It’s a Long Time Till Wednesday

Wednesday

Dear Will:

I’m not getting any better at this stuff.

When my daughter Bryn was barely 19, she boarded a plane for New Zealand where she lived and worked for the next two years. Putting her on that Air New Zealand flight was traumatizing, especially as we faced hours and hours of radio silence awaiting word of her arrival. As fatherhood memories go, it is not one I treasure. (Fortunately, it all worked out.) Nevertheless, a year later I found myself once again standing in an airport about to send my daughter halfway round the world. And once again, it was tearful and traumatizing.

So you’d think that I might be building up a tolerance for such things. Alas, it is not so.

Last week my wife Dana and I drove to Utah to deliver Seth (our youngest) to the Missionary Training Center (MTC) in Provo. On Wednesday, July 26, he began his formal preparations to serve full-time in the Argentina Posadas Mission, which straddles the Paraná River as it runs between Argentina and Paraguay. He will be gone for about two years, during which time we will communicate with him principally through once-a-week emails. No big deal, I thought. I’ve known this day was coming his entire life. We can do this.

But on Wednesday at 2:15 pm, he disappeared into the MTC with his two ginormous suitcases filled with white shirts and other missionary essentials. And at 2:16 pm it really hit me: Wait a second. I have to wait till next Wednesday for word from Seth? But I want to know what’s happening RIGHT NOW. That thought has come back to me again and again every day since we said our good-byes. I’m not worried about his welfare (not yet, anyway—he’s in Provo, Utah, after all), but I hate being out of the loop. How does he like his teachers? What about the other missionaries he will be training with for six weeks before they fly to South America? How’s the food? What’s the routine? Has he thought about his over-invested and hyper-agitated father even once since we dropped him off? HOW IS HE DOING?!!?

We will get over it, I suppose; parents always do. But for us first-timers, our previous experiences with Bryn have proved wholly inadequate. Anxious doesn’t even begin to describe our state of distress. Our plight is exacerbated by the fact that Seth’s departure leaves us as empty-nesters for the first time, with no one but Barnum, the Moron Dog, to comfort us. So far it isn’t working.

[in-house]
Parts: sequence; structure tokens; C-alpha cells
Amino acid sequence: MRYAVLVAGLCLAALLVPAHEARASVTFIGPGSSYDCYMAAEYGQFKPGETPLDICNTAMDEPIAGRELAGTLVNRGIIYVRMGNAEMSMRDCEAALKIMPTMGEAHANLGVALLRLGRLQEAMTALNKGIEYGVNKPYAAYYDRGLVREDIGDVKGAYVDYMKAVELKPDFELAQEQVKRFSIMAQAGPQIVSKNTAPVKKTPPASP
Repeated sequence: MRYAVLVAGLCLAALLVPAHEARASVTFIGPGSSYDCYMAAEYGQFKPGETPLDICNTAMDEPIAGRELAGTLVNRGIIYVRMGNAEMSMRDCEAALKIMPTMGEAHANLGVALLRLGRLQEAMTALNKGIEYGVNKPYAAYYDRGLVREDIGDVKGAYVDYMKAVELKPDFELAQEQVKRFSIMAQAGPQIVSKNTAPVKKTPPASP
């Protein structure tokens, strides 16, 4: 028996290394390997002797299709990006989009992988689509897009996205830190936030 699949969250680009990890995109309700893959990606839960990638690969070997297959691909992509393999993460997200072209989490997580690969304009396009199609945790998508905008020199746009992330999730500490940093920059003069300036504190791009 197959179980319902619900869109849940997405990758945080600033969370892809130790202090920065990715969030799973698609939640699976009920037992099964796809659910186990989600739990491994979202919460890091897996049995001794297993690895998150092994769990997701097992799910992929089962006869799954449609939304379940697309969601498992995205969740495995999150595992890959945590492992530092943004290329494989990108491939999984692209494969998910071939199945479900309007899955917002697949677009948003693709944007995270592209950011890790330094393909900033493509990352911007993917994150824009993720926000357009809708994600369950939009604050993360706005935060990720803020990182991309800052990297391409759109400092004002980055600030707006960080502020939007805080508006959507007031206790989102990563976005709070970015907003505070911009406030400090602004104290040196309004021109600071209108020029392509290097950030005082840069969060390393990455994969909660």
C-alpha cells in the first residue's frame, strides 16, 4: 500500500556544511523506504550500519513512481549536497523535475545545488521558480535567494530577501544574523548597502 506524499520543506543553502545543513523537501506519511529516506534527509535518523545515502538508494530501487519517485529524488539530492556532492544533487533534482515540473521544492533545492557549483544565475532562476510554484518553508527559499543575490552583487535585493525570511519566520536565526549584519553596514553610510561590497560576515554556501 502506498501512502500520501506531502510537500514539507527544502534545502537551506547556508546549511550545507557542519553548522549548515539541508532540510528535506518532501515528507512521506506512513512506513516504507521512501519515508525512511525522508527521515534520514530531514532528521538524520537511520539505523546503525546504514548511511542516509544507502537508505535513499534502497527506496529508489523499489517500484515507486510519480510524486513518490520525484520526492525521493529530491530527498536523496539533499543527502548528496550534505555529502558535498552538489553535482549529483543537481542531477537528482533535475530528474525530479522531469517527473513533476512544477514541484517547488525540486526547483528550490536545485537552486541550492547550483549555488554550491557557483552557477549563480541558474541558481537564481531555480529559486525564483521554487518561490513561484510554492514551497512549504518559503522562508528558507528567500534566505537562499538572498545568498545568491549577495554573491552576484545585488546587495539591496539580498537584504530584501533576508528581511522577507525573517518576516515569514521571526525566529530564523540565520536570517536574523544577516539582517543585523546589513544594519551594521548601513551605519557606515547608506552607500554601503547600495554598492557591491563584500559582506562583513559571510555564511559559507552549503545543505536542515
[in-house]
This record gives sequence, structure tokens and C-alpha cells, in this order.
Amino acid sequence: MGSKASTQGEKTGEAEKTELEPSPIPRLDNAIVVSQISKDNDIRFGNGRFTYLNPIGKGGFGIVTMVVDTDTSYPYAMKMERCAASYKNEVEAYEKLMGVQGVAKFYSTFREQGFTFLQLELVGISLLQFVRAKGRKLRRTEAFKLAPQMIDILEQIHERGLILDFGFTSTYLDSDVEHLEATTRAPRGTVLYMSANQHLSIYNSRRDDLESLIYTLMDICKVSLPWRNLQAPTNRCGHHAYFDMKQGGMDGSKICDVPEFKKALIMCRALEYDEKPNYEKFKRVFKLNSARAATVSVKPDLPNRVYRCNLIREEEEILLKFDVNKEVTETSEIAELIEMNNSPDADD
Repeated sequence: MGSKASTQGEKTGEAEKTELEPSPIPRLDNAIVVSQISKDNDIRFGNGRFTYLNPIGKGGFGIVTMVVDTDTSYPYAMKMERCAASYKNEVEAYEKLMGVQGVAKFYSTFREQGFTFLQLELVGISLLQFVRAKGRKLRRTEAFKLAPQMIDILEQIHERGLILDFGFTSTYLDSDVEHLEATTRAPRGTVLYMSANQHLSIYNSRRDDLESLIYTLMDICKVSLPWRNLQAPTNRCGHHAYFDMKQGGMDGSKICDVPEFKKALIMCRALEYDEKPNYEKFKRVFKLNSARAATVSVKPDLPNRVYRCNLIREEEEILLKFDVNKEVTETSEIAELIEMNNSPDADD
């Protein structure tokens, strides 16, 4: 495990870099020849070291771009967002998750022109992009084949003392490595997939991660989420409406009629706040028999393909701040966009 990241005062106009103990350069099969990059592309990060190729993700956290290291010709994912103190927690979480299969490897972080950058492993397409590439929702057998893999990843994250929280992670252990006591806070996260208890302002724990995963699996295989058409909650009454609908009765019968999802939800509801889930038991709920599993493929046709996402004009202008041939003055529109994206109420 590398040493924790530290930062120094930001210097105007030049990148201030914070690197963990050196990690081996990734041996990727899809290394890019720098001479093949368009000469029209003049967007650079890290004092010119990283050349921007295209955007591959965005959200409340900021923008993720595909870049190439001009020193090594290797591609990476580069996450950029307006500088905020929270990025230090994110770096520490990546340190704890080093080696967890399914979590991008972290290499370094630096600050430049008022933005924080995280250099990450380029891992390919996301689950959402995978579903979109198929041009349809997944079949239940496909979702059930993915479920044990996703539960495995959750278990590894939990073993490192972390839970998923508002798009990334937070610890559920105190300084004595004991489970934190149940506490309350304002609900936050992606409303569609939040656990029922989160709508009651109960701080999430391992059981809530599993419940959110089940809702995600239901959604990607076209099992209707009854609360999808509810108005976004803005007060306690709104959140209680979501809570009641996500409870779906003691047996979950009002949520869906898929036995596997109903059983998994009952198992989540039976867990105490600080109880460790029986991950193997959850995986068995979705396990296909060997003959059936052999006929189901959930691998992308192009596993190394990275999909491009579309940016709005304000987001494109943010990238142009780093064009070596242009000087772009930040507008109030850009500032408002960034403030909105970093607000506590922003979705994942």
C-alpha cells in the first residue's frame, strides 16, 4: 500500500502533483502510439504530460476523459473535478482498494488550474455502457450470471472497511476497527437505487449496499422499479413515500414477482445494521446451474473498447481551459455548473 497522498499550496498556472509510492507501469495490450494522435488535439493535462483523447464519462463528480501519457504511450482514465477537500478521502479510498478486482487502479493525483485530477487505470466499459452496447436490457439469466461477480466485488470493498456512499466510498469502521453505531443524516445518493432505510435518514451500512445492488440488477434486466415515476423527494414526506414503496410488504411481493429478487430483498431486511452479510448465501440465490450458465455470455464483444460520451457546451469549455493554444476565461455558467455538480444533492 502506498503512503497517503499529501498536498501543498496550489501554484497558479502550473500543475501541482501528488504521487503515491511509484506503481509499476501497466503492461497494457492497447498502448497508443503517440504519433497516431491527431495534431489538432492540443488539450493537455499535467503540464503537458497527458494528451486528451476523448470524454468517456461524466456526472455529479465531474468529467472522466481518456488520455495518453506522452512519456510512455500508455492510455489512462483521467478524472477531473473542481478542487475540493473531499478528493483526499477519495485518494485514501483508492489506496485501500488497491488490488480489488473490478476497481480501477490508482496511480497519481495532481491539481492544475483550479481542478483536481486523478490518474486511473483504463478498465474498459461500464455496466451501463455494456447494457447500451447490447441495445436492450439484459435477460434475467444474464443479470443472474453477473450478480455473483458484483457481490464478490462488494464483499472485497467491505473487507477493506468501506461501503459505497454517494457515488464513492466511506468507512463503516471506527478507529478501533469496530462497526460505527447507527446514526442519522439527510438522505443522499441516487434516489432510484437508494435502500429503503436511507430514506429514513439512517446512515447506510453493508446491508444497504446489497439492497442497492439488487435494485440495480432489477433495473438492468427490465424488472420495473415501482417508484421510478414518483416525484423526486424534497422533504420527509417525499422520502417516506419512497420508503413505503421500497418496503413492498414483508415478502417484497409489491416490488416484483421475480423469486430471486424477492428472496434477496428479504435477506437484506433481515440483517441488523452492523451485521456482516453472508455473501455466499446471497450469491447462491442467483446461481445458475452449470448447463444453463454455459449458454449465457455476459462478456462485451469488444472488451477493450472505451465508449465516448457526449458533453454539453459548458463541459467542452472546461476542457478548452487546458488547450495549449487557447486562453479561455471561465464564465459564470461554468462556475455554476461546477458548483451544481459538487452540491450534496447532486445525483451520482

What does comfort me is this: I know Seth’s cause and I know his heart. And I see firsthand the impact that the gospel of Jesus Christ has on the lives of those who embrace it. Faithless cynics might assert that the Church should keep its beliefs to itself, that traveling the world in search of new members is somehow inappropriate. But I see these things from a very different perspective. As bishop, I have the unique privilege of seeing the lives of new (and longtime) members of the LDS Church from behind the scenes. I see darkness dissipate as people accept the teachings of Jesus and allow His Atonement to lift their spirits and heal their broken hearts. And when that darkness lifts, I see their lives transformed by light as hope, faith and truth inform their choices and fill their beings. It’s glorious.

Seth will offer all of that to the people of Paraguay and Argentina. Most will have no interest. But those who listen earnestly and embrace his message will bless his name forever. If my wife and I have to suffer a little separation anxiety in the interim, it’s a small price to pay.

But do we really have to wait till Wednesday?

PW

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Breakfast for Dinner

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Dear Will:

The thing about pancakes is that you get to douse them with syrup. Goopy, sweet, and delicious, syrup is one of the great nectars of childhood. Remember when you first discovered that—even though they were super-indulgent, dessert-like wonders—pancakes were a featured item of the Most Important Meal of the Day? Talk about beating the system! You would look at your siblings incredulously, blinking in amazement as if to say “Can you believe this?” in some sort of eyelash-flapping Morse code.

When I was growing up, I probably ate pancakes at least once a week. My mother would fry up a pound of bacon, cook a dozen or so eggs, and throw in the flapjacks just for good measure. It was both wonderful and no big deal. But then some fool invented cholesterol and spoiled an otherwise great thing for generations of kids to come. Add in the complications of over-programmed childhoods and it’s perhaps easy to understand why, one generation later, my children have pretty much subsisted on Cheerios and Quaker Oatmeal Squares for breakfast throughout their lives. It hardly seems fair.

So in order to assuage my guilt and keep them from reporting me to authorities, when they were small I began the practice of making Special Breakfast on Sunday mornings. It was an important bonding ritual for me and my kids since my wife, Dana—who has never been much of a breakfast-eater—was rarely around to cast a disapproving motherly glare at our mounds of goopy goodness. Guilt-free and giddy, we would slather and stab, forkful upon sticky forkful, unconcerned with caloric intake or the latest in nutritional science. And for one hour each week, I got to be the cool parent while eating breakfast the way it was meant to be eaten.

As a consequence, my kids and I have come to take our pancakes very seriously. We don’t use Bisquick (please) or Krusteaz (don’t insult me) or any other variety of ready-made mixes. As for me and my house, pancakes are strictly from scratch, with real buttermilk and a variety of other not-very-secret ingredients that, over the years, have turned the basic recipe from The Joy of Cooking into my own signature line against which my children judge all other so-called hotcakes. Straight from the griddle, we smear them with butter and genuine maple or homemade apple syrup. If Dana is around we’ll throw in a few blueberries so that perhaps she’ll cave in and join us.